Syllabic Timing in Dysarthria A new, intensity-based method of measuring syllable duration was used to assess syllabic timing in 75 patients with dysarthria of predominantly traumatic and cerebro-vascular origin and in 30 normal subjects. The applied speech tasks included repetitions of sentences containing chains of plosive-vowel-syllables. The logarithm of the duration of the syllable ... Research Article
Research Article  |   August 01, 1993
Syllabic Timing in Dysarthria
 
Author Affiliations & Notes
  • Wolfram Ziegler
    Clinical Neuropsychology Research Group City Hospital Bogenhausen Munich, Germany
  • Erich Hartmann
    Clinical Neuropsychology Research Group City Hospital Bogenhausen Munich, Germany
  • Philip Hoole
    Clinical Neuropsychology Research Group City Hospital Bogenhausen Munich, Germany
  • Contact author: Dr. Wolfram Ziegler, EKN Entwicklungsgruppe Klinische Neuropsychologie, Stadtisches Krankenhaus Bogenhausen, Dachauer StraBe 164, D-8000 Munchen 50, Germany.
Article Information
Speech, Voice & Prosodic Disorders / Dysarthria / Speech, Voice & Prosody / Speech / Research Articles
Research Article   |   August 01, 1993
Syllabic Timing in Dysarthria
Journal of Speech, Language, and Hearing Research, August 1993, Vol. 36, 683-693. doi:10.1044/jshr.3604.683
History: Received July 24, 1992 , Accepted February 11, 1993
 
Journal of Speech, Language, and Hearing Research, August 1993, Vol. 36, 683-693. doi:10.1044/jshr.3604.683
History: Received July 24, 1992; Accepted February 11, 1993

A new, intensity-based method of measuring syllable duration was used to assess syllabic timing in 75 patients with dysarthria of predominantly traumatic and cerebro-vascular origin and in 30 normal subjects. The applied speech tasks included repetitions of sentences containing chains of plosive-vowel-syllables. The logarithm of the duration of the syllable carrying sentence accent proved to be particularly highly correlated with perceived speech rate. Among the potential sources of temporal variability, segmental influences and the influence of sentence stress were examined. Further, the between-sentence variation of syllable duration was assessed. The resulting measures of variability were correlated with the severity of dysarthric impairment. A strengthening of normal effects was found in the consonant-related variation, whereas intrinsic vowel effects and the influence of sentence stress were largely reduced. These results are discussed from the viewpoint of timing theories in speech and limb motor control. They are considered to provide a valuable background against which the speech impairments of specific neurologic groups can be tested.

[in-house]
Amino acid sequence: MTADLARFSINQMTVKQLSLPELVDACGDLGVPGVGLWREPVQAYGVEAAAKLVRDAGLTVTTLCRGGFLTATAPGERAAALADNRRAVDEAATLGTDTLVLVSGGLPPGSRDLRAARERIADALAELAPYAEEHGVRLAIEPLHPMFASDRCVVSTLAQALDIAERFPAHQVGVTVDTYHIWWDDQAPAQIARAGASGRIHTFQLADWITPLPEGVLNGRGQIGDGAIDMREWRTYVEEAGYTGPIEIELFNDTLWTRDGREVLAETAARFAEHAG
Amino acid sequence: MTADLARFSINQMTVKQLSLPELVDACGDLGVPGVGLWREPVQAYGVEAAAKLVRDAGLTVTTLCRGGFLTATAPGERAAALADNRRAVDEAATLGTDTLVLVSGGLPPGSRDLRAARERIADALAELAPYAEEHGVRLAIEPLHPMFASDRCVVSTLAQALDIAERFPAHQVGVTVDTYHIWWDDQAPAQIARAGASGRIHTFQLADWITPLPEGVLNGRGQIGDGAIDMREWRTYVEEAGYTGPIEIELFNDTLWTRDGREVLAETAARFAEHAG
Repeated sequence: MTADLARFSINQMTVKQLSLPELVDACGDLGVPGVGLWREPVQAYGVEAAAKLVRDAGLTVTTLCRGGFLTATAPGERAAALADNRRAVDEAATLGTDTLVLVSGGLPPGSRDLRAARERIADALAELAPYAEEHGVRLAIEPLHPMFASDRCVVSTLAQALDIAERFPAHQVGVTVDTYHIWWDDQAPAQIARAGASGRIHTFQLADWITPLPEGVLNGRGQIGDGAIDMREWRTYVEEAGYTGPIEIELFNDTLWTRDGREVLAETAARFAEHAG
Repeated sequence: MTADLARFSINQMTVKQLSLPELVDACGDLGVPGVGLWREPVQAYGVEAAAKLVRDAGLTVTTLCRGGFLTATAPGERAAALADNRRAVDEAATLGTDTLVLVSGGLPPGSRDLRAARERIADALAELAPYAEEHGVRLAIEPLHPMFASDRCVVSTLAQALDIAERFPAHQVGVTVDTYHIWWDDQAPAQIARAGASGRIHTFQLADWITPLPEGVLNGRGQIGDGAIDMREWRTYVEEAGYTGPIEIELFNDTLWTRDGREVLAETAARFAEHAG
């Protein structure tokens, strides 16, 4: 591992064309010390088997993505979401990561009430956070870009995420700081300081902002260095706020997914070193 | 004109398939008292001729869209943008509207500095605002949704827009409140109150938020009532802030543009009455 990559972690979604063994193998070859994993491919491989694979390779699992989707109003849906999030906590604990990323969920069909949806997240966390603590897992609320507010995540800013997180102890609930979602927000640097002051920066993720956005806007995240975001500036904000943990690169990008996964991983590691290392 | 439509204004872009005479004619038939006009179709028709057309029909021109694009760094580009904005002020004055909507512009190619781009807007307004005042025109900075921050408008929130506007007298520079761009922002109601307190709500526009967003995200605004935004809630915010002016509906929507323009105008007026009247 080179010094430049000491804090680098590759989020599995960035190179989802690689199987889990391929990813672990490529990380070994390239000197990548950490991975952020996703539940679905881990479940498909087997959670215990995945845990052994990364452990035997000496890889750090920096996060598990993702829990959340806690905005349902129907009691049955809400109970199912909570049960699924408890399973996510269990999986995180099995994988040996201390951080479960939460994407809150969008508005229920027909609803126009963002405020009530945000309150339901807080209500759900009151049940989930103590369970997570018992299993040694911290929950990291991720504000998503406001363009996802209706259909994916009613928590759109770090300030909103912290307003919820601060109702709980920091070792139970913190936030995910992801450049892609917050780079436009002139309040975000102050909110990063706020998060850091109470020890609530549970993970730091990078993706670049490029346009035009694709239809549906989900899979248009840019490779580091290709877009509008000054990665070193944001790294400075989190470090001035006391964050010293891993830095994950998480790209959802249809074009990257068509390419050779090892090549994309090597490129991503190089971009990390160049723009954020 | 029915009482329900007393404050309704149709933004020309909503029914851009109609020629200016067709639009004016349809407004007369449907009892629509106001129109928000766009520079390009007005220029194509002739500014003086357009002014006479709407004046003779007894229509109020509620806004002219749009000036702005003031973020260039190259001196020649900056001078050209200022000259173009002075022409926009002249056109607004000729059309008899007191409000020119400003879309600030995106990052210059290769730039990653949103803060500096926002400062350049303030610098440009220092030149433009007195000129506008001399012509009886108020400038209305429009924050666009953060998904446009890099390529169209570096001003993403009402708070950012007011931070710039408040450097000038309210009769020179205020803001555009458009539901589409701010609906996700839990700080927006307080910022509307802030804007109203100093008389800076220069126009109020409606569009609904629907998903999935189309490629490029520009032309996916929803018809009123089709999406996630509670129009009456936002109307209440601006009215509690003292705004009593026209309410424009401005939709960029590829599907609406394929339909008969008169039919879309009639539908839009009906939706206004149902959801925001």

Acknowledgment
This study was supported by a BMFT-grant. D. Y. von Cramon is acknowledged for his valuable contributions in many discussions and for his helpful cooperation in the screening of neurological and neuropsychological data. We are also grateful to M. Vogel and H. Schröter-Morasch, who provided us with clinical information concerning the patient group. Inge Wiesner is thanked for her organizational and technical assistance.
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